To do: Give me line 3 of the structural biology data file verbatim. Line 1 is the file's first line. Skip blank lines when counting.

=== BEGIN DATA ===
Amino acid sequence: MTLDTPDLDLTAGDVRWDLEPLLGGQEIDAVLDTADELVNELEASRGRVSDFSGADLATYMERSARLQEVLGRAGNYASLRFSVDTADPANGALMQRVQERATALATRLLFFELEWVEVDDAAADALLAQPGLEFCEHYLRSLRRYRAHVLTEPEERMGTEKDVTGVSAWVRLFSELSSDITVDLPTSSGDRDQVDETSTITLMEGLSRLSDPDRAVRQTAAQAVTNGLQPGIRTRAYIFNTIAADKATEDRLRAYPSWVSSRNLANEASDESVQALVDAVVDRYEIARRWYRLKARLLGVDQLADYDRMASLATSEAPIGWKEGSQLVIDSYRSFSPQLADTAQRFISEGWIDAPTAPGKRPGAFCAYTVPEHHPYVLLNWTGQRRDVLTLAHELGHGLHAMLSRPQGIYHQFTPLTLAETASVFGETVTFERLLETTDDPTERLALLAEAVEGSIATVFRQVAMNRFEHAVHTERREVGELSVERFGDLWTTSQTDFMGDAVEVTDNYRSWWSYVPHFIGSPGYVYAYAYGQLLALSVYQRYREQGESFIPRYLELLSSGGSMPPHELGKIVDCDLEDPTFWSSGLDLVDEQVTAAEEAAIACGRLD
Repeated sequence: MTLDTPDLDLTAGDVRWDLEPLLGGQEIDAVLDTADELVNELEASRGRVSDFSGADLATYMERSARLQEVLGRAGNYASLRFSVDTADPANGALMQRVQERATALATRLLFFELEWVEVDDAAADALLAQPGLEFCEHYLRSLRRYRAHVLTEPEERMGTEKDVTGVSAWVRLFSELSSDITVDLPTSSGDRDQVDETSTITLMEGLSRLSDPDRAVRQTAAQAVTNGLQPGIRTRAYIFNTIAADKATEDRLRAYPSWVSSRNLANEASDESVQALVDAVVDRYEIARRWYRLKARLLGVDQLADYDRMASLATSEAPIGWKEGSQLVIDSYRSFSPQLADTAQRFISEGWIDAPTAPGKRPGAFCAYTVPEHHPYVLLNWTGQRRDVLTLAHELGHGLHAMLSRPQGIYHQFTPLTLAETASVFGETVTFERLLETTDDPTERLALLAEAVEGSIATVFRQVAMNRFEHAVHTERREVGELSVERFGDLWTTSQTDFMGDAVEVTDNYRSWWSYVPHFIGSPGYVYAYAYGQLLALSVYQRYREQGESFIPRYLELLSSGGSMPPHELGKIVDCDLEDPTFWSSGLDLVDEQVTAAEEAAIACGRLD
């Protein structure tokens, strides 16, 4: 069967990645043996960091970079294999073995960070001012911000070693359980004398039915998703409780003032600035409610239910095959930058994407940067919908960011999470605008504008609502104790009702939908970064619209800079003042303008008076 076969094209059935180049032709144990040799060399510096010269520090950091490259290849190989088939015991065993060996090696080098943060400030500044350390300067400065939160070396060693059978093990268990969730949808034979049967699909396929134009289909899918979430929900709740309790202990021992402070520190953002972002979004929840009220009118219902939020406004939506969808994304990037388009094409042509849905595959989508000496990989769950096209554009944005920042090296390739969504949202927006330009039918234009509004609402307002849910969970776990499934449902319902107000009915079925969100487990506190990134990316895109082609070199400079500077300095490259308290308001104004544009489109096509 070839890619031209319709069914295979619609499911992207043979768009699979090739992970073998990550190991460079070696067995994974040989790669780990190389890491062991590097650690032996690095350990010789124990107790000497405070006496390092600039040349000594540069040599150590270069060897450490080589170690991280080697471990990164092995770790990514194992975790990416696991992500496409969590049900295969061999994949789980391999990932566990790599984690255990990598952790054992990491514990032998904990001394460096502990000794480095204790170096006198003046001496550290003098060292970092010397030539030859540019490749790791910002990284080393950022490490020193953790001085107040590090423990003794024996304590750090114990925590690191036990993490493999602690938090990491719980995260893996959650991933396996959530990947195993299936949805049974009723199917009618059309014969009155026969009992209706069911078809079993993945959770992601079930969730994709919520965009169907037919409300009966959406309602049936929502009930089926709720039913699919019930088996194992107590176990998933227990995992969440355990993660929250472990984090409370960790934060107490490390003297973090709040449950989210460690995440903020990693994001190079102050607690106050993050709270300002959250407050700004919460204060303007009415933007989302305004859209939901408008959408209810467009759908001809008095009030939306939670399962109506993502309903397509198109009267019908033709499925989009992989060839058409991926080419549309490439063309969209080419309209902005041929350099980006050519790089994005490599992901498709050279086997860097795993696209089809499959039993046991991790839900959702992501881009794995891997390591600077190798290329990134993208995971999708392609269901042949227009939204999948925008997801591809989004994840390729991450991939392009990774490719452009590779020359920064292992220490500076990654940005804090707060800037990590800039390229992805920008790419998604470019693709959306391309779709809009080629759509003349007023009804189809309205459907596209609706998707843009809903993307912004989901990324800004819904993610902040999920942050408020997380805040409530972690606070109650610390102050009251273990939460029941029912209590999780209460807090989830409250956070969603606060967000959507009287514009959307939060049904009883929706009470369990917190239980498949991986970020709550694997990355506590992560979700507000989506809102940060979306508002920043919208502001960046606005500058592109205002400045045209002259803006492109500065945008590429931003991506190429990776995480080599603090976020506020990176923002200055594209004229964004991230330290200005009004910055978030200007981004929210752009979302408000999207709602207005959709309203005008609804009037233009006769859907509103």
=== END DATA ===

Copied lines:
């Protein structure tokens, strides 16, 4: 069967990645043996960091970079294999073995960070001012911000070693359980004398039915998703409780003032600035409610239910095959930058994407940067919908960011999470605008504008609502104790009702939908970064619209800079003042303008008076 076969094209059935180049032709144990040799060399510096010269520090950091490259290849190989088939015991065993060996090696080098943060400030500044350390300067400065939160070396060693059978093990268990969730949808034979049967699909396929134009289909899918979430929900709740309790202990021992402070520190953002972002979004929840009220009118219902939020406004939506969808994304990037388009094409042509849905595959989508000496990989769950096209554009944005920042090296390739969504949202927006330009039918234009509004609402307002849910969970776990499934449902319902107000009915079925969100487990506190990134990316895109082609070199400079500077300095490259308290308001104004544009489109096509 070839890619031209319709069914295979619609499911992207043979768009699979090739992970073998990550190991460079070696067995994974040989790669780990190389890491062991590097650690032996690095350990010789124990107790000497405070006496390092600039040349000594540069040599150590270069060897450490080589170690991280080697471990990164092995770790990514194992975790990416696991992500496409969590049900295969061999994949789980391999990932566990790599984690255990990598952790054992990491514990032998904990001394460096502990000794480095204790170096006198003046001496550290003098060292970092010397030539030859540019490749790791910002990284080393950022490490020193953790001085107040590090423990003794024996304590750090114990925590690191036990993490493999602690938090990491719980995260893996959650991933396996959530990947195993299936949805049974009723199917009618059309014969009155026969009992209706069911078809079993993945959770992601079930969730994709919520965009169907037919409300009966959406309602049936929502009930089926709720039913699919019930088996194992107590176990998933227990995992969440355990993660929250472990984090409370960790934060107490490390003297973090709040449950989210460690995440903020990693994001190079102050607690106050993050709270300002959250407050700004919460204060303007009415933007989302305004859209939901408008959408209810467009759908001809008095009030939306939670399962109506993502309903397509198109009267019908033709499925989009992989060839058409991926080419549309490439063309969209080419309209902005041929350099980006050519790089994005490599992901498709050279086997860097795993696209089809499959039993046991991790839900959702992501881009794995891997390591600077190798290329990134993208995971999708392609269901042949227009939204999948925008997801591809989004994840390729991450991939392009990774490719452009590779020359920064292992220490500076990654940005804090707060800037990590800039390229992805920008790419998604470019693709959306391309779709809009080629759509003349007023009804189809309205459907596209609706998707843009809903993307912004989901990324800004819904993610902040999920942050408020997380805040409530972690606070109650610390102050009251273990939460029941029912209590999780209460807090989830409250956070969603606060967000959507009287514009959307939060049904009883929706009470369990917190239980498949991986970020709550694997990355506590992560979700507000989506809102940060979306508002920043919208502001960046606005500058592109205002400045045209002259803006492109500065945008590429931003991506190429990776995480080599603090976020506020990176923002200055594209004229964004991230330290200005009004910055978030200007981004929210752009979302408000999207709602207005959709309203005008609804009037233009006769859907509103």